Scientists believe this gender-specific response to chemical secretions shapes the way men and women to perceive each other on an unconscious level.

Can pheromones make you more attractive?

If pheromones govern sexual arousal, then can they be harnessed to make people more attractive? More specifically, could pheromones be added to perfumes, which could be used to lure desired mates?

One study from the University of Chicago found that pheromone-type chemical can heighten the heart rate, increase body temperature and change mood. As of yet, however, scientists have been unable to isolate the specific chemicals that trigger attraction and sexual desire.

Of course, many perfume manufacturers claim that their fragrances can spark desire. In fact, most of these products contain pheromones from animals. However, most scientists insist that pheromones are species specific. In other words, until researchers can isolate specific human pheromones or develop synthetic analogs, then a true love potion of love will remain elusive.

Nevertheless, scientists are continuing to investigate pheromones for their scientific, commercial and therapeutic potential. For example, a company called Pherin Pharmaceuticals is looking into ways to use pheromones messengers to alleviate stress, anxiety and menstrual cramps.

How pheromones may influence human behavior

Researchers have found that a testosterone compound may relax women.

The science of pheromones is still very unsettled. However, let’s look at some ways researchers believe these chemical signals may be influencing you and driving your sex life:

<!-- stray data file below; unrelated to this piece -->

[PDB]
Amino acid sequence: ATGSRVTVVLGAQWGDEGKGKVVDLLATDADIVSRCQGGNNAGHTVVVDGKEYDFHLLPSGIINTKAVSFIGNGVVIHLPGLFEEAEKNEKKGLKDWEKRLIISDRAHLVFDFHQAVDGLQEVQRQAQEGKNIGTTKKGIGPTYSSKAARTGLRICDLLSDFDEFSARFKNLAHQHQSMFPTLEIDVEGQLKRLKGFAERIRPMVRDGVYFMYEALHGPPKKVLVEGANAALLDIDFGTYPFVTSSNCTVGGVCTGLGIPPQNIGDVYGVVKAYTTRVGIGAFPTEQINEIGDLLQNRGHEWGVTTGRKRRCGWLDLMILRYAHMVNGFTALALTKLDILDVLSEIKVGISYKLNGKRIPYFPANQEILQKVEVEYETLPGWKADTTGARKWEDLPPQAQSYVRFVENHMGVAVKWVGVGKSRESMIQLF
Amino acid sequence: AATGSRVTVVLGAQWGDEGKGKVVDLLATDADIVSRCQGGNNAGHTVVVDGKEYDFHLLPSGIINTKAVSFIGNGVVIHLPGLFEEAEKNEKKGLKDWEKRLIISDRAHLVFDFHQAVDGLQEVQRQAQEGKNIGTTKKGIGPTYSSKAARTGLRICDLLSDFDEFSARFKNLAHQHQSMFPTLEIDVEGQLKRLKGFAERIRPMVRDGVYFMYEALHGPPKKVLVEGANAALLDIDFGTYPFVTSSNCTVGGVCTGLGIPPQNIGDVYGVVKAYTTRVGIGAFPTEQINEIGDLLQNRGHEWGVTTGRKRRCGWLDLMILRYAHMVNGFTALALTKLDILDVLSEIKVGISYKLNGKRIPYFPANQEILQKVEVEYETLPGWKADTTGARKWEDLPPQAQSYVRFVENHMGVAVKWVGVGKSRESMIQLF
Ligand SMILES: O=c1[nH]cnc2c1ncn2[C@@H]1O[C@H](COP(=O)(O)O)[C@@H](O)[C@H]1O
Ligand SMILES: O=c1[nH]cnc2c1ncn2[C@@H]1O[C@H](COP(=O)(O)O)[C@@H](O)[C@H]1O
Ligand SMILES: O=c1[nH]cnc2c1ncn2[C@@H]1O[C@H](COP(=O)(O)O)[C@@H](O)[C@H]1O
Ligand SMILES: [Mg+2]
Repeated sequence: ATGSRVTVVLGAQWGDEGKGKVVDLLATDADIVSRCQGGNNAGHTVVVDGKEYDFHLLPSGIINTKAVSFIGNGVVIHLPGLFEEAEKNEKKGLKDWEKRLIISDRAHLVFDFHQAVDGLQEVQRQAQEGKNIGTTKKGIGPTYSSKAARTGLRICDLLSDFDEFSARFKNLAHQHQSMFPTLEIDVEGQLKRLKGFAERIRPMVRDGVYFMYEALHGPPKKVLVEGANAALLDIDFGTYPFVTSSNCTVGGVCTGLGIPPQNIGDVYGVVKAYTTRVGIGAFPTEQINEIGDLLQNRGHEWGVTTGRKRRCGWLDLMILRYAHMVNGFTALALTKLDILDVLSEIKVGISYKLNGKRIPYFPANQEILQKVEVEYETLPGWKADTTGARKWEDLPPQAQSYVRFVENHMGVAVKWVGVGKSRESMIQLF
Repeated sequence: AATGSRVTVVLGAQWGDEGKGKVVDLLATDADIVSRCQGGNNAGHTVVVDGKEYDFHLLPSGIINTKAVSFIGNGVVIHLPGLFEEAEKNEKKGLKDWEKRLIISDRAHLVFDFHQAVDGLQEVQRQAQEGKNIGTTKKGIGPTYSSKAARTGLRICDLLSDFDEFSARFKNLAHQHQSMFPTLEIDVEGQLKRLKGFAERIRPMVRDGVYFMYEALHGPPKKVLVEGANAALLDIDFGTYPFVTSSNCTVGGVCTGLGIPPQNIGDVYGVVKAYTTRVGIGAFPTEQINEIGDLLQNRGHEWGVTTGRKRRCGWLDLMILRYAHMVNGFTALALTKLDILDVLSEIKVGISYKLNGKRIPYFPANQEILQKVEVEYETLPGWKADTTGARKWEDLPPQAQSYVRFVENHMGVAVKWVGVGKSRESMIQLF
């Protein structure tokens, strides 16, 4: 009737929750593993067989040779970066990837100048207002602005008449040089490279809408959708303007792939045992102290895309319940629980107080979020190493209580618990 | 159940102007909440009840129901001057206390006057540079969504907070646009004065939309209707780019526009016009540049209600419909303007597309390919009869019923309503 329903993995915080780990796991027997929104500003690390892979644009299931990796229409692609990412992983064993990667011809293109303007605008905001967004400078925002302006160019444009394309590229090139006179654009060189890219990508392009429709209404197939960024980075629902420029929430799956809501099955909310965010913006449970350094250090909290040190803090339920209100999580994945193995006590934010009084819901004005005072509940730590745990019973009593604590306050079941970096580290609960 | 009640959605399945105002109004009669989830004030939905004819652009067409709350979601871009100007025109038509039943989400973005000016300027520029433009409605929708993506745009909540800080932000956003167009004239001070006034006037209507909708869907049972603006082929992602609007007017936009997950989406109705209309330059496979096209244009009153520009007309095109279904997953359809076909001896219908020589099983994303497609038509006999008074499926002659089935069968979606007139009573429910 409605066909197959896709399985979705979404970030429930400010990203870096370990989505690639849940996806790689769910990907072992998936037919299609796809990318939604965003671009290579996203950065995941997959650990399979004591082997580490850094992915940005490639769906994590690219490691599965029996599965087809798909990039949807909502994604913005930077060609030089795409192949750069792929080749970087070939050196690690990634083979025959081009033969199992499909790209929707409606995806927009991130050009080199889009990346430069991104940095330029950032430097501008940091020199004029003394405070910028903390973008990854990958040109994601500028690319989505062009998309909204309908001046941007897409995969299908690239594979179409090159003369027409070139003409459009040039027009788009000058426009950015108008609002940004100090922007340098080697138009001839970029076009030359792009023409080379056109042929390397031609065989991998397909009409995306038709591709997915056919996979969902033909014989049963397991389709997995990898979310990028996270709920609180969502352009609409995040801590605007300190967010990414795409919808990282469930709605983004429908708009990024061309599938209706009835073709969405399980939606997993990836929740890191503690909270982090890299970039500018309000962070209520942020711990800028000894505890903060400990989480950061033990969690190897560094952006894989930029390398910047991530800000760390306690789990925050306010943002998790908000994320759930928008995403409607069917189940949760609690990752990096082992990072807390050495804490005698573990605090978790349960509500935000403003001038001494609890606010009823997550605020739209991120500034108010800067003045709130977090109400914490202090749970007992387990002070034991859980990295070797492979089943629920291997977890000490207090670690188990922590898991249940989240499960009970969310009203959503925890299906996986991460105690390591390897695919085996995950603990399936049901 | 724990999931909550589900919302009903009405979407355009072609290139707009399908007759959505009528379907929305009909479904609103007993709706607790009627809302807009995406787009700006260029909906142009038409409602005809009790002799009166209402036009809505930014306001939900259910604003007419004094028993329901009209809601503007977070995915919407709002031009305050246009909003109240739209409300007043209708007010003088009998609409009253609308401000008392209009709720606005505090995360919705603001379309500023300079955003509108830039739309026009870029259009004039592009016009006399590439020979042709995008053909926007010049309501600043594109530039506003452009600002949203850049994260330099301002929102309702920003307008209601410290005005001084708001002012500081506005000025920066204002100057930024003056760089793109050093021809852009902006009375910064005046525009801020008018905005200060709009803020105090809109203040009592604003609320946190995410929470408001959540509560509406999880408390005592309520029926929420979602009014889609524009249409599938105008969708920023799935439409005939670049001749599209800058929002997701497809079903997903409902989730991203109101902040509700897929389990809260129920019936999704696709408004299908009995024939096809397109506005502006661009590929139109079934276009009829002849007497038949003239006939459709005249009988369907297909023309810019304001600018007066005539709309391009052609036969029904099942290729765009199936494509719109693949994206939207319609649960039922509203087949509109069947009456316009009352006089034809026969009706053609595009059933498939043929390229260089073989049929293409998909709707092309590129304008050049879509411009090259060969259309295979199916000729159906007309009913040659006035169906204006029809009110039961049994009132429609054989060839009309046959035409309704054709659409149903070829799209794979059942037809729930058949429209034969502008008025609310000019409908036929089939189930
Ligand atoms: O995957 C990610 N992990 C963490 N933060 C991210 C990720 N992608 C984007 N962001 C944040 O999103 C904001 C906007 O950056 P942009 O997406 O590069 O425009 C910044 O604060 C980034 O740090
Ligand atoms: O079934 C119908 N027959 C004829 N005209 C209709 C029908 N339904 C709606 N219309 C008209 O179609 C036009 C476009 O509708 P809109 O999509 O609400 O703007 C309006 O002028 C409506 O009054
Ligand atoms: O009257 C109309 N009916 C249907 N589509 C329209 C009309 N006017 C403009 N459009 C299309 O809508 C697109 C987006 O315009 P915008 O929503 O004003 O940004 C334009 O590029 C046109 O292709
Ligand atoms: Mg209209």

• The odors breastfeeding women emit from their nipples attracts infants and primes women without children to be more sexually aroused.
  • A compound derived from testosterone (called androstadienone) has been shown to make women feel more relaxed.
  • Scientists are investigating something called the histocompatibility complex. This refers to a genetically-based “odor print,” which involves scents that reflect certain characteristics found in the genes and the immune system.
  • According to the olfactory neuroscientist Charles Wysocki, “With the exception of identical twins, no two individuals are likely to have the same odor print.”

Research by Wysocki and others indicates that women prefer the musky scent of men who happen to have gene characteristics that match up well with their own DNA. In other words, the nose knows. That is, odor prints may be a huge driver of attractiveness in so far as they help people pick mates with DNA that complements their own. This unconscious form of selection benefits offspring.

Love is in the air

Scientists are still a long way off from unraveling the mysteries of attraction and the role that pheromones may play in influencing sexual behavior. For centuries, people have used expressions like “love is in the air” and “love is a matter of chemistry.” The emerging science of pheromones suggests that these proverbial adages may be far truer than anyone imagined.

— Scott O’Reilly